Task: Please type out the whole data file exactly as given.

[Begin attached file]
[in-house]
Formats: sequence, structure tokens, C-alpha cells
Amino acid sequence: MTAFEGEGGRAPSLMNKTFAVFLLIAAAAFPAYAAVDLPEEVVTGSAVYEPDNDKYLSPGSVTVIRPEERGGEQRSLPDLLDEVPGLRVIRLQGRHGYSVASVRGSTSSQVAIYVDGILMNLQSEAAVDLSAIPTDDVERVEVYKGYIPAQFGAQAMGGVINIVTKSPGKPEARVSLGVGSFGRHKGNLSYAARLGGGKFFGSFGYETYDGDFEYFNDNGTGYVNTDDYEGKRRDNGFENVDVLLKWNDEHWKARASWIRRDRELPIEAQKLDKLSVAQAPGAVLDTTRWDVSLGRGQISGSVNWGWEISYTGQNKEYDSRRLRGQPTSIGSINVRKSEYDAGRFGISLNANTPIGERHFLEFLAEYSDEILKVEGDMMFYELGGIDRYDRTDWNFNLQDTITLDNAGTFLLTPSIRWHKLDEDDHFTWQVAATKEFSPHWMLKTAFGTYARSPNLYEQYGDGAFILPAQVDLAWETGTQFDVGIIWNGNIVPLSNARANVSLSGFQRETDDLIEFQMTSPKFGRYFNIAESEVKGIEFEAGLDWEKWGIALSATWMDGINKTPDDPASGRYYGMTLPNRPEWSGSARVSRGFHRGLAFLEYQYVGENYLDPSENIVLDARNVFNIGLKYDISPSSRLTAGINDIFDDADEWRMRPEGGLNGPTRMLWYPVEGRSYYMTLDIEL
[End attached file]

[in-house]
Formats: sequence, structure tokens, C-alpha cells
Amino acid sequence: MTAFEGEGGRAPSLMNKTFAVFLLIAAAAFPAYAAVDLPEEVVTGSAVYEPDNDKYLSPGSVTVIRPEERGGEQRSLPDLLDEVPGLRVIRLQGRHGYSVASVRGSTSSQVAIYVDGILMNLQSEAAVDLSAIPTDDVERVEVYKGYIPAQFGAQAMGGVINIVTKSPGKPEARVSLGVGSFGRHKGNLSYAARLGGGKFFGSFGYETYDGDFEYFNDNGTGYVNTDDYEGKRRDNGFENVDVLLKWNDEHWKARASWIRRDRELPIEAQKLDKLSVAQAPGAVLDTTRWDVSLGRGQISGSVNWGWEISYTGQNKEYDSRRLRGQPTSIGSINVRKSEYDAGRFGISLNANTPIGERHFLEFLAEYSDEILKVEGDMMFYELGGIDRYDRTDWNFNLQDTITLDNAGTFLLTPSIRWHKLDEDDHFTWQVAATKEFSPHWMLKTAFGTYARSPNLYEQYGDGAFILPAQVDLAWETGTQFDVGIIWNGNIVPLSNARANVSLSGFQRETDDLIEFQMTSPKFGRYFNIAESEVKGIEFEAGLDWEKWGIALSATWMDGINKTPDDPASGRYYGMTLPNRPEWSGSARVSRGFHRGLAFLEYQYVGENYLDPSENIVLDARNVFNIGLKYDISPSSRLTAGINDIFDDADEWRMRPEGGLNGPTRMLWYPVEGRSYYMTLDIEL